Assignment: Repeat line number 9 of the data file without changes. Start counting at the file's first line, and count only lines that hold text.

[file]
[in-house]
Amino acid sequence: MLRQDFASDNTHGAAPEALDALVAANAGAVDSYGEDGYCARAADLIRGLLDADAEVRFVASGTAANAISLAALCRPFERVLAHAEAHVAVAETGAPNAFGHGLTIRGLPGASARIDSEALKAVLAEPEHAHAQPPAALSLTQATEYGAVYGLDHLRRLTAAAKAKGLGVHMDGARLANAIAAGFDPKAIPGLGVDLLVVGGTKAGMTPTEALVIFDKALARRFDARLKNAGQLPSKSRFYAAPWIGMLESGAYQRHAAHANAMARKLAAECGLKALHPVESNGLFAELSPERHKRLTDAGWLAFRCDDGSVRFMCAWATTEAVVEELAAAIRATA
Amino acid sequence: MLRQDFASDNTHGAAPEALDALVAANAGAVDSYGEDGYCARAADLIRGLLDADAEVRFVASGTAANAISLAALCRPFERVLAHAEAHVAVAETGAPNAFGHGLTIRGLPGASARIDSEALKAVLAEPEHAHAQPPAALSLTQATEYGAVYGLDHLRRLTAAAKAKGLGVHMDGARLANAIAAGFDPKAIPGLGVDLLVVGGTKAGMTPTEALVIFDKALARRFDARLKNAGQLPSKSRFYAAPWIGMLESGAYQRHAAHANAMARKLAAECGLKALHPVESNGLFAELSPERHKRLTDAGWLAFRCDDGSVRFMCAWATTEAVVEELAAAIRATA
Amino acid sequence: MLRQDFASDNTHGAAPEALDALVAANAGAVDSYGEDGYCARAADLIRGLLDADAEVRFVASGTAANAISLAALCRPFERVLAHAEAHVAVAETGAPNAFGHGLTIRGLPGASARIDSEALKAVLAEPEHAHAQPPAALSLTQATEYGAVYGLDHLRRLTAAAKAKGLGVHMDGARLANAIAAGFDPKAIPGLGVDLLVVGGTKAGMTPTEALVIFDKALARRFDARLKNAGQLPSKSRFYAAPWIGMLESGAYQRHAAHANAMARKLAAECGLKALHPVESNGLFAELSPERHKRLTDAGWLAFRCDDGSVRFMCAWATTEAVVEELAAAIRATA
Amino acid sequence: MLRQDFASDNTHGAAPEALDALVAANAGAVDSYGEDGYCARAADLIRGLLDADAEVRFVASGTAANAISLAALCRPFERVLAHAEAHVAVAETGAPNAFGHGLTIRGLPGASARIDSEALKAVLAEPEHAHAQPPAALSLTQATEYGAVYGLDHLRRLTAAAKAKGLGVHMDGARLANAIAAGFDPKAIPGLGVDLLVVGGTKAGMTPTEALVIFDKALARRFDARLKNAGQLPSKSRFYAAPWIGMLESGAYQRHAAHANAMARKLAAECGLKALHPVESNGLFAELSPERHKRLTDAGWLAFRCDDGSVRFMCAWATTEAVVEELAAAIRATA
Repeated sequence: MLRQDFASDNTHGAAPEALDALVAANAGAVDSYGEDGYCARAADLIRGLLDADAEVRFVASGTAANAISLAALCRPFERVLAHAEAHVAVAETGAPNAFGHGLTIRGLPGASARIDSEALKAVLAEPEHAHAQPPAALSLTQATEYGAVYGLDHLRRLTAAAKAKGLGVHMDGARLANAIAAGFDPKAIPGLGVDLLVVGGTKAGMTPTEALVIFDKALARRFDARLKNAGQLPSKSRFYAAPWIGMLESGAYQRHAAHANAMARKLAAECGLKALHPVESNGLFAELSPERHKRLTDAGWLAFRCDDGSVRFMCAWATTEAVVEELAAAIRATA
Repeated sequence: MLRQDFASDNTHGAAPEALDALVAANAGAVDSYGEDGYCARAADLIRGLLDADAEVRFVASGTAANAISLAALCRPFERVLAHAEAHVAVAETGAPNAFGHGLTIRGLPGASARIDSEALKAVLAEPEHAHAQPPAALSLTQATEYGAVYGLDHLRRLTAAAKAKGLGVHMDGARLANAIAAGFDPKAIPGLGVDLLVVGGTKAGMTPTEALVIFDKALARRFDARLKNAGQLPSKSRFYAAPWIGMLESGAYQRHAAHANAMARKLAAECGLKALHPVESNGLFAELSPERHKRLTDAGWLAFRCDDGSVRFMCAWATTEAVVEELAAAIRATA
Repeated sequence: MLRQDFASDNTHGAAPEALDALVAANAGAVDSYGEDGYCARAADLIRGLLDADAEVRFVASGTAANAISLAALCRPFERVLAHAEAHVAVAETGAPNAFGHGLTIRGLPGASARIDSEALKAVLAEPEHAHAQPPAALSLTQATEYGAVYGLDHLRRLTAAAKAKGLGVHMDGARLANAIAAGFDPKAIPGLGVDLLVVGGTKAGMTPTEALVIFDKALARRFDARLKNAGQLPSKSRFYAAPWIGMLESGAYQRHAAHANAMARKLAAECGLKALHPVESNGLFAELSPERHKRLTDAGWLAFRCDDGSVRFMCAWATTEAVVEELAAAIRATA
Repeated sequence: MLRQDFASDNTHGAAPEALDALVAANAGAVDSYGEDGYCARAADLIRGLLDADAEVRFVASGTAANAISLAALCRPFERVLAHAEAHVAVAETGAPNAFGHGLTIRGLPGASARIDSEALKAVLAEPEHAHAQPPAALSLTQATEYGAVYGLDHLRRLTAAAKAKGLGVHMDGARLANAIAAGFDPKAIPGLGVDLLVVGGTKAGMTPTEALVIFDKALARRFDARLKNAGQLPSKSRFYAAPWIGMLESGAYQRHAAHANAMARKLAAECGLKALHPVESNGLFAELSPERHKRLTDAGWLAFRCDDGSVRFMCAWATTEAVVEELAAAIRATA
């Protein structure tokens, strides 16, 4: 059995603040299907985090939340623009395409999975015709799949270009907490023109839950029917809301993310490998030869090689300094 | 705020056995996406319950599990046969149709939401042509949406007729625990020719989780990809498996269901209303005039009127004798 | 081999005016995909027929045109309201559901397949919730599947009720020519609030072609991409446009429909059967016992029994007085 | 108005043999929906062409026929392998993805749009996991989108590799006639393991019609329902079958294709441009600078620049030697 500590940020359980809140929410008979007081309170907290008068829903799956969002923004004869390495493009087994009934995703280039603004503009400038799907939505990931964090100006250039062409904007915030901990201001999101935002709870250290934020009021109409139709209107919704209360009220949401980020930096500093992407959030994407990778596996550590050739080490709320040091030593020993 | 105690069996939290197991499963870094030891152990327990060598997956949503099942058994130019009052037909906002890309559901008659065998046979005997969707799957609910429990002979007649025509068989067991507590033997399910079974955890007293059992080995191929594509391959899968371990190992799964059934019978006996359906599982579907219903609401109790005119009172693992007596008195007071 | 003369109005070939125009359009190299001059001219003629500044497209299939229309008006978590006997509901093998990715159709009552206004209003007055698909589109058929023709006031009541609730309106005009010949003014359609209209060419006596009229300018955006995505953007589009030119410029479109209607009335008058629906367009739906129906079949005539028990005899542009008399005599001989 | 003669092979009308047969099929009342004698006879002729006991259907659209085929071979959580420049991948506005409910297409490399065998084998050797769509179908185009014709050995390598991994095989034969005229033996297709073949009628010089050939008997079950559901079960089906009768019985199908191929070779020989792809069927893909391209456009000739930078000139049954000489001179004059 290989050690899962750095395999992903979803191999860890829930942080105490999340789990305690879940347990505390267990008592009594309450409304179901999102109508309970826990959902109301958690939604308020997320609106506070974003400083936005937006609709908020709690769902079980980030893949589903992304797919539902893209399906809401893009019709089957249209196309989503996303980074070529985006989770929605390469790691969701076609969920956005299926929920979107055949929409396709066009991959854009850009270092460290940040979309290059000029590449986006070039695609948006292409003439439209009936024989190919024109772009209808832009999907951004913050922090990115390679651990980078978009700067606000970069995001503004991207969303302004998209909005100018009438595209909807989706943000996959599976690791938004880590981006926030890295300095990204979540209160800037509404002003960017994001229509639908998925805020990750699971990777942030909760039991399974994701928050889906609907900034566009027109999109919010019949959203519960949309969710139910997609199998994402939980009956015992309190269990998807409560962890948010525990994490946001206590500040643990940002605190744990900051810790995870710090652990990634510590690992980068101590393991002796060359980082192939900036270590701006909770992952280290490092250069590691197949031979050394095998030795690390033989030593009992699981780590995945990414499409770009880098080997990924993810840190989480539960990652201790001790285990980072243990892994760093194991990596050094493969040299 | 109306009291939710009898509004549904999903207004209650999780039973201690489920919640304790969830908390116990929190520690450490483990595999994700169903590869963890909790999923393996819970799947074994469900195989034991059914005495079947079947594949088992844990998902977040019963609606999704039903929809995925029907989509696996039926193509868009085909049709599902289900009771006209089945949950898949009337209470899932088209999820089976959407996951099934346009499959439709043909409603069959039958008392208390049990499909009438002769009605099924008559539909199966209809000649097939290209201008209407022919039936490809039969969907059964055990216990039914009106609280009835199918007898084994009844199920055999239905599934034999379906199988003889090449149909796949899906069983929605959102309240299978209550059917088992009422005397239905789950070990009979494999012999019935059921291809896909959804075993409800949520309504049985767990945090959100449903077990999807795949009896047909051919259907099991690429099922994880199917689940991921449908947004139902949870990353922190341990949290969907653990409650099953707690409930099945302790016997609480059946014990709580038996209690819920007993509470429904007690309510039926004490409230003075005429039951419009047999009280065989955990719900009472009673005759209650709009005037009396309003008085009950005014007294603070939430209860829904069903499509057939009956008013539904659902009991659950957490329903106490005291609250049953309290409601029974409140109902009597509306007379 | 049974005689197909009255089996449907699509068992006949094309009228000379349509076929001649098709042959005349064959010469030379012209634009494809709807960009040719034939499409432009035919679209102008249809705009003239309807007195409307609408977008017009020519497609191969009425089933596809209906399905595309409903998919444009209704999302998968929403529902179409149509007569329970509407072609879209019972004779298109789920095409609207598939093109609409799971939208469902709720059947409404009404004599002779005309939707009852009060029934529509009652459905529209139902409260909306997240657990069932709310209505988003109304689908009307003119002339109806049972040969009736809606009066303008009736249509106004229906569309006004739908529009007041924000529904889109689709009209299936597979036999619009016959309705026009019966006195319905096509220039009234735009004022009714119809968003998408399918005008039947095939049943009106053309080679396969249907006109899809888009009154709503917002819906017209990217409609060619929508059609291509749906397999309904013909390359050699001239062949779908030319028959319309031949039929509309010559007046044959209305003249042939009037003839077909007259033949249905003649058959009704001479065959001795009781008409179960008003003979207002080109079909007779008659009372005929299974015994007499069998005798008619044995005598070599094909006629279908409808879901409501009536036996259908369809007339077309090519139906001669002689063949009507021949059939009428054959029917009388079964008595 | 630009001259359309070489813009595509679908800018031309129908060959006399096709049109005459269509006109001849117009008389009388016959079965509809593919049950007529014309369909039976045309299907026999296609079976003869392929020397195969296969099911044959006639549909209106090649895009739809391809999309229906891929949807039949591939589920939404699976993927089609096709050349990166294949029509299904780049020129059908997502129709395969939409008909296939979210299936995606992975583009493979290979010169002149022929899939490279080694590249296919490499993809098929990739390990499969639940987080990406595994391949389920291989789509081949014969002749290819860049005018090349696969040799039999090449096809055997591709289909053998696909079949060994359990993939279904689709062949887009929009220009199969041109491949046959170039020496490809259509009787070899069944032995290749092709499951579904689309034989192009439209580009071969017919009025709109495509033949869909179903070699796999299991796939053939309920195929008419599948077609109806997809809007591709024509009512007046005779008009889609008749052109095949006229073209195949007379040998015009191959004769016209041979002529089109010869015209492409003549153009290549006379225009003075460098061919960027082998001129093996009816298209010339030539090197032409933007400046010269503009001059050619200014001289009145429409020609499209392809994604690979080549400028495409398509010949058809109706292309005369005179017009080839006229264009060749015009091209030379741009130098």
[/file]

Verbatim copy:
Repeated sequence: MLRQDFASDNTHGAAPEALDALVAANAGAVDSYGEDGYCARAADLIRGLLDADAEVRFVASGTAANAISLAALCRPFERVLAHAEAHVAVAETGAPNAFGHGLTIRGLPGASARIDSEALKAVLAEPEHAHAQPPAALSLTQATEYGAVYGLDHLRRLTAAAKAKGLGVHMDGARLANAIAAGFDPKAIPGLGVDLLVVGGTKAGMTPTEALVIFDKALARRFDARLKNAGQLPSKSRFYAAPWIGMLESGAYQRHAAHANAMARKLAAECGLKALHPVESNGLFAELSPERHKRLTDAGWLAFRCDDGSVRFMCAWATTEAVVEELAAAIRATA